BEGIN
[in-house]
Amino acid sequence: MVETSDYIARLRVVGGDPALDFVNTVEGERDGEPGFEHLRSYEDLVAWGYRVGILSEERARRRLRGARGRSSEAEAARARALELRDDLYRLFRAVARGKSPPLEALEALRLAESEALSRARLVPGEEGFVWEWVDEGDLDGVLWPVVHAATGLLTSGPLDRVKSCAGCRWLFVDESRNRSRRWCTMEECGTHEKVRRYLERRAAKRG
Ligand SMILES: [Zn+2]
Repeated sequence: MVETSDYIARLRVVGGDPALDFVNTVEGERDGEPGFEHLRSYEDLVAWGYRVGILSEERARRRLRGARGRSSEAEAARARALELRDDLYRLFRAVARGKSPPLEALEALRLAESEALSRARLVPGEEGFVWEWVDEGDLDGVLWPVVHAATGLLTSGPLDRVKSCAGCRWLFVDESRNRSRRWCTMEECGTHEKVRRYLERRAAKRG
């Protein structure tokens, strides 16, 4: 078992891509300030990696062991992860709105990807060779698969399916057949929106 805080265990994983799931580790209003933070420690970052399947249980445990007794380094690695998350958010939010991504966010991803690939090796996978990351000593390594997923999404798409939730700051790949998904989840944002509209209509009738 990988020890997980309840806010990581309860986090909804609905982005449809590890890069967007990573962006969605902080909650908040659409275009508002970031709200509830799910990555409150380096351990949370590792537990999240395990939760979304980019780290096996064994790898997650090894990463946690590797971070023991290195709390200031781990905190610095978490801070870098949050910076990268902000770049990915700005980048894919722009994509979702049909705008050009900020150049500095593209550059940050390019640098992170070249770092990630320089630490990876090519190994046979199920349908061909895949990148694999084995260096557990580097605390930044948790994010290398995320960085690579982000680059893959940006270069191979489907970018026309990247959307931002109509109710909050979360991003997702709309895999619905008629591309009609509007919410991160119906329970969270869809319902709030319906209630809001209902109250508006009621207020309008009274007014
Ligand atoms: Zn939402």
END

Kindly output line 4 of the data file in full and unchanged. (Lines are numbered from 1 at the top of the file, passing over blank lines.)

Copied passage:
Repeated sequence: MVETSDYIARLRVVGGDPALDFVNTVEGERDGEPGFEHLRSYEDLVAWGYRVGILSEERARRRLRGARGRSSEAEAARARALELRDDLYRLFRAVARGKSPPLEALEALRLAESEALSRARLVPGEEGFVWEWVDEGDLDGVLWPVVHAATGLLTSGPLDRVKSCAGCRWLFVDESRNRSRRWCTMEECGTHEKVRRYLERRAAKRG